This is the ninth post in a series of 12 ways to help authors (and your writing) by reading.

Making connections can be an easy task in this digital landscape.
For starters, connect with authors:

  • online
  • at signings
  • on topic

I really enjoy connecting with authors via social media and blogs. If you love an author’s book, social media is a quick and easy way to share an “I love your book” comment with both the digital universe and the author.


Book signings are another way to connect. I read a post the other day where an author reported only a handful of attendees. While plane tickets aren’t always feasible to help an author out, I can keep an eye for local (or within an hour or two drive) events I can attend.


If an author has a book about a topic near and dear to your heart, let her know. Maybe your book club or your classroom has a question about a story, perhaps Tweet or email him your question. You may receive an answer.


I remember I tweeted about my son’s first birthday and tagged Garth Stein, author of The Art of Racing in the Rain. We chose to name our son Enzo, after the main character and narrator — a dog. Garth Stein tweeted me back.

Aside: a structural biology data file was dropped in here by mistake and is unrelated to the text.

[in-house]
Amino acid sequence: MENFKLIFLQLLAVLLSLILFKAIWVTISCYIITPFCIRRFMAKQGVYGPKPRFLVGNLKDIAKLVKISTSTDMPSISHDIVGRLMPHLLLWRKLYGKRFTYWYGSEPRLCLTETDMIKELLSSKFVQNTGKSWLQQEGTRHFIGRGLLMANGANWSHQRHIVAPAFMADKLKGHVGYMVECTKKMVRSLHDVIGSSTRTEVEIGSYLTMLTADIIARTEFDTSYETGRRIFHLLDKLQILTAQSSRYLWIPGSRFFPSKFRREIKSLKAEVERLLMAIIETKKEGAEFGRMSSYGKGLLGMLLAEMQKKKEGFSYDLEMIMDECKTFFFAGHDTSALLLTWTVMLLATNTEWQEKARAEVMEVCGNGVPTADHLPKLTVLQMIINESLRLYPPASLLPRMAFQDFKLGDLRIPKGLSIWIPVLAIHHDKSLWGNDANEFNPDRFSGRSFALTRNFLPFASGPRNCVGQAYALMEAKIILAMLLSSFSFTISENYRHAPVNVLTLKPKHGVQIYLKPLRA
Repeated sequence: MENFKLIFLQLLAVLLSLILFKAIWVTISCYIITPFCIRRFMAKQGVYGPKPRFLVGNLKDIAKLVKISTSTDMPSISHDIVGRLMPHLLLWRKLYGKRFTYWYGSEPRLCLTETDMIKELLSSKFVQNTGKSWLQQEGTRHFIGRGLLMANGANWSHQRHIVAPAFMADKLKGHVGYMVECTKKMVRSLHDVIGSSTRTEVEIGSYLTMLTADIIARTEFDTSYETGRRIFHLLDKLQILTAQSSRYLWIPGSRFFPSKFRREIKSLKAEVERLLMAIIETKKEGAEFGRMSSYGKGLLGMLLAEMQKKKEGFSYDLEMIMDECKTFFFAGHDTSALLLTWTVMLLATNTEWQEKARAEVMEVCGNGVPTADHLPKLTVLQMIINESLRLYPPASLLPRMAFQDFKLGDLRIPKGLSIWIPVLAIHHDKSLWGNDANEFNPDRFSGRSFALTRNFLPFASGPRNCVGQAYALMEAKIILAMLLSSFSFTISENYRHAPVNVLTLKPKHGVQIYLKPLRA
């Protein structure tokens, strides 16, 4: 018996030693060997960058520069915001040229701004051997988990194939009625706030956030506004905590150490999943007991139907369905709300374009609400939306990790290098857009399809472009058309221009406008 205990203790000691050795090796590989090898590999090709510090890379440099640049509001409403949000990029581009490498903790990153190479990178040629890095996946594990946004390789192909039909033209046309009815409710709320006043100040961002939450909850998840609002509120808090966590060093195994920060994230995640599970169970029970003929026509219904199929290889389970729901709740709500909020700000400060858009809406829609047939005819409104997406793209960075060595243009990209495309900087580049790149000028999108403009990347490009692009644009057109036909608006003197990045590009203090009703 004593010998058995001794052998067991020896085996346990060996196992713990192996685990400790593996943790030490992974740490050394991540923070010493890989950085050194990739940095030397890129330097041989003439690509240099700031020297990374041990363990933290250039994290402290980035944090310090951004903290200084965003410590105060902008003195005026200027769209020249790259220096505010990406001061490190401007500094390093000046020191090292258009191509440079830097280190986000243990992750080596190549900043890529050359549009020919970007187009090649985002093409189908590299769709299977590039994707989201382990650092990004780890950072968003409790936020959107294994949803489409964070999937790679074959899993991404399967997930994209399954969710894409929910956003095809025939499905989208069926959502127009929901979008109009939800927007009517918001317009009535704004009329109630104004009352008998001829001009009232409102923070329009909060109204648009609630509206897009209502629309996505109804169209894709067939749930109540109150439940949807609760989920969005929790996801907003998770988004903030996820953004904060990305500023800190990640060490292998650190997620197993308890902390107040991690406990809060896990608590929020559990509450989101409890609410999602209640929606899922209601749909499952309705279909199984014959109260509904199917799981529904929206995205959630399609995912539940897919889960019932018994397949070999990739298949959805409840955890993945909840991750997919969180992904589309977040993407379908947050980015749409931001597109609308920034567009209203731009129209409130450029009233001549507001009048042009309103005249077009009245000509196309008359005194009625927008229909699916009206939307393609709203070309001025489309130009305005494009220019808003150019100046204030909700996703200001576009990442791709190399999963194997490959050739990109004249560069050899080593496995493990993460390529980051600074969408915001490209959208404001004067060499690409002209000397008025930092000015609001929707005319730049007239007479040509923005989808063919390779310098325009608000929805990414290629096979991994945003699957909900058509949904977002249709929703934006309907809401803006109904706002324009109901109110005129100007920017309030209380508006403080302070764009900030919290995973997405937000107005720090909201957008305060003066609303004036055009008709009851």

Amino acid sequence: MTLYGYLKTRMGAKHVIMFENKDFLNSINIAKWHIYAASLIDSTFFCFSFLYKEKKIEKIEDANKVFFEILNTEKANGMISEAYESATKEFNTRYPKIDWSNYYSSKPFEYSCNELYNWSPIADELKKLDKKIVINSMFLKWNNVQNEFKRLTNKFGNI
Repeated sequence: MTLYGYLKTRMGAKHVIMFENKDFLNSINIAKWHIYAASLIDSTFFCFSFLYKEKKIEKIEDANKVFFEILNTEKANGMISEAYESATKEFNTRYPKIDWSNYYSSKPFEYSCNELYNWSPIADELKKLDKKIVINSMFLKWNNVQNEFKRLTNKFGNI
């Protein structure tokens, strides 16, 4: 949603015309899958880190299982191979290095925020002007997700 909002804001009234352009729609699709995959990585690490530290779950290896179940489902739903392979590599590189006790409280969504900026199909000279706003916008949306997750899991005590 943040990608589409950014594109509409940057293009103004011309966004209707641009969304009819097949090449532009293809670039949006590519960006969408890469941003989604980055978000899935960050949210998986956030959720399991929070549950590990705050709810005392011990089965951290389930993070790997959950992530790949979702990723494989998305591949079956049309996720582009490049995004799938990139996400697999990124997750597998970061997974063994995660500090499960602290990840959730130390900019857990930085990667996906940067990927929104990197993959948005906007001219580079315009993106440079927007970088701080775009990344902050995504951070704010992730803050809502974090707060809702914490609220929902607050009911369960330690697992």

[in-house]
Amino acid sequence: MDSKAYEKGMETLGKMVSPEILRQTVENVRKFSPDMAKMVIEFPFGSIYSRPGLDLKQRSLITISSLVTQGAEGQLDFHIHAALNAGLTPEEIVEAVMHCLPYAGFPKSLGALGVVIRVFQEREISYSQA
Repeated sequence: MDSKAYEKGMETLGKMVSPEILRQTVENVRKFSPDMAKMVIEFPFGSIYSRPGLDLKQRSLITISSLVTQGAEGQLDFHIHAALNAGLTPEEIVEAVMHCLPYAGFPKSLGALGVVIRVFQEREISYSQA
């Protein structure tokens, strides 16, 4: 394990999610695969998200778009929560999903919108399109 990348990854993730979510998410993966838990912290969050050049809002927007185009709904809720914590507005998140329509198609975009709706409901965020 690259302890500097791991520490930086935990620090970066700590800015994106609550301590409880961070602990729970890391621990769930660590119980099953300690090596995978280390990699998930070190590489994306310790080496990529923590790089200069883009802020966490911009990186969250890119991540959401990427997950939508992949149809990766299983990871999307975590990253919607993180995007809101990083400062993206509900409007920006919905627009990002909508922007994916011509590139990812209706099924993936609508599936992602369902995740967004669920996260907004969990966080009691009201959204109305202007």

Authors use social media differently. Some will friend you on Facebook while others won’t respond to emails. Writing is a time consuming task, so I understand those who don’t use social media channels to interact with fans. If you write, you know how writing your stories and living outside of the voices inside of your head (i.e. family, the day job, hobbies, etc.) is often a balancing act. Of course, I really LOVE the ones, who embrace social media and add to my experience as a reader.
I’ve mentioned before that my reading list this year is so 2012, but John Green’s The Fault in Our Stars, shows a character’s quest to learn more about a book and an author’s reluctance to communicate with fans. This added a lot of tension to the overall story.


How do you connect with authors (and other writers)?


Reading: I’m still reading A Season of Love by Amy Clipston, an Amish romance. I read an interesting essay How Much My Novel Cost Me by author Emily Gould, which was a little depressing and eye opening at the same time. If you like the link at The Passive Voice, you should click through and read the full essay.

If you missed any of the Reader University posts,